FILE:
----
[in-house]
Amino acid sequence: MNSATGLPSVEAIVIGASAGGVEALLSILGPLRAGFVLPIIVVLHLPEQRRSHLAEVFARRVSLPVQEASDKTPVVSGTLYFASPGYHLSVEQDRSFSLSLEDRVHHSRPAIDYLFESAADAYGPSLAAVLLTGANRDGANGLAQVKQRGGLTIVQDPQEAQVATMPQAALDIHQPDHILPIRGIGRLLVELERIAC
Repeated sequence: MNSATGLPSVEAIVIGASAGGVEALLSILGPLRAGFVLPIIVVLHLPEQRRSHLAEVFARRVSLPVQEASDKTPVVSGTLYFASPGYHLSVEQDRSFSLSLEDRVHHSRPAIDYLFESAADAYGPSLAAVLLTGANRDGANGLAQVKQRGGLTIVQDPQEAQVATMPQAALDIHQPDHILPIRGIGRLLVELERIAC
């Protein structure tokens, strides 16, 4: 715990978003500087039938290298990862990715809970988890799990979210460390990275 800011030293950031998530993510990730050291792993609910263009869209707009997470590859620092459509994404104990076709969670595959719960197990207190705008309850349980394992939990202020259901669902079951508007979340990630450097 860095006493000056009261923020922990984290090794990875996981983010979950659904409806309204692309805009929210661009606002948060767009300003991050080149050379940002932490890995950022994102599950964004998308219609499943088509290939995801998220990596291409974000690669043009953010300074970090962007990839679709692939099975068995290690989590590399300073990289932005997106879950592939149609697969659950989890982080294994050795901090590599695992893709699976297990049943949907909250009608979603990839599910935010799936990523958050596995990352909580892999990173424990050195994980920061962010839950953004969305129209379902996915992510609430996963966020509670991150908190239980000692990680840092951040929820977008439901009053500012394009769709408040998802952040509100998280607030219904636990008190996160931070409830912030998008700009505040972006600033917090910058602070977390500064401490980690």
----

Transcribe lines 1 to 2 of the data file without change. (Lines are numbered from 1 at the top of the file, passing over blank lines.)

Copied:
[in-house]
Amino acid sequence: MNSATGLPSVEAIVIGASAGGVEALLSILGPLRAGFVLPIIVVLHLPEQRRSHLAEVFARRVSLPVQEASDKTPVVSGTLYFASPGYHLSVEQDRSFSLSLEDRVHHSRPAIDYLFESAADAYGPSLAAVLLTGANRDGANGLAQVKQRGGLTIVQDPQEAQVATMPQAALDIHQPDHILPIRGIGRLLVELERIAC